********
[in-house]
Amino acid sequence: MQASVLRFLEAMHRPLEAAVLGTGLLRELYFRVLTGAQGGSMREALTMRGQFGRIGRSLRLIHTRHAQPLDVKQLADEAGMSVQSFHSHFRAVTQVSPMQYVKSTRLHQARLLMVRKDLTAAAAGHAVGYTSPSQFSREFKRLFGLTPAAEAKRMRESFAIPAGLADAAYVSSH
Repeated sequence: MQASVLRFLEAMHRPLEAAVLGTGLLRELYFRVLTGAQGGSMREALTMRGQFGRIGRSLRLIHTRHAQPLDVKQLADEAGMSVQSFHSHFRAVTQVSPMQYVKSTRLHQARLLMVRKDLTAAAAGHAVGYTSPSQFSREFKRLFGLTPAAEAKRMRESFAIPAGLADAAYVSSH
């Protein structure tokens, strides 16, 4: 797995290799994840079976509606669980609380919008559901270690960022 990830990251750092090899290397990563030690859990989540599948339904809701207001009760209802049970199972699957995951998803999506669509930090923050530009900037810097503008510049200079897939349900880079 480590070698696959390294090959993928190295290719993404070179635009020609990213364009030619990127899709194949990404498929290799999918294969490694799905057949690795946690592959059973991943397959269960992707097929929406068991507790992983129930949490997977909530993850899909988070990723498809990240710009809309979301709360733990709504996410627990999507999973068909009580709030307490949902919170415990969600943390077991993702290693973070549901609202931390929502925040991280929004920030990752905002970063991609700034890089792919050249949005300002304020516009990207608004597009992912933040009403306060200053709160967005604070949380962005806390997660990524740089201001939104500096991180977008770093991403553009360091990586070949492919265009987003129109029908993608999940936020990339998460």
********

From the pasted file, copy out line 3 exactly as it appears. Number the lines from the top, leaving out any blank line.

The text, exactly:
Repeated sequence: MQASVLRFLEAMHRPLEAAVLGTGLLRELYFRVLTGAQGGSMREALTMRGQFGRIGRSLRLIHTRHAQPLDVKQLADEAGMSVQSFHSHFRAVTQVSPMQYVKSTRLHQARLLMVRKDLTAAAAGHAVGYTSPSQFSREFKRLFGLTPAAEAKRMRESFAIPAGLADAAYVSSH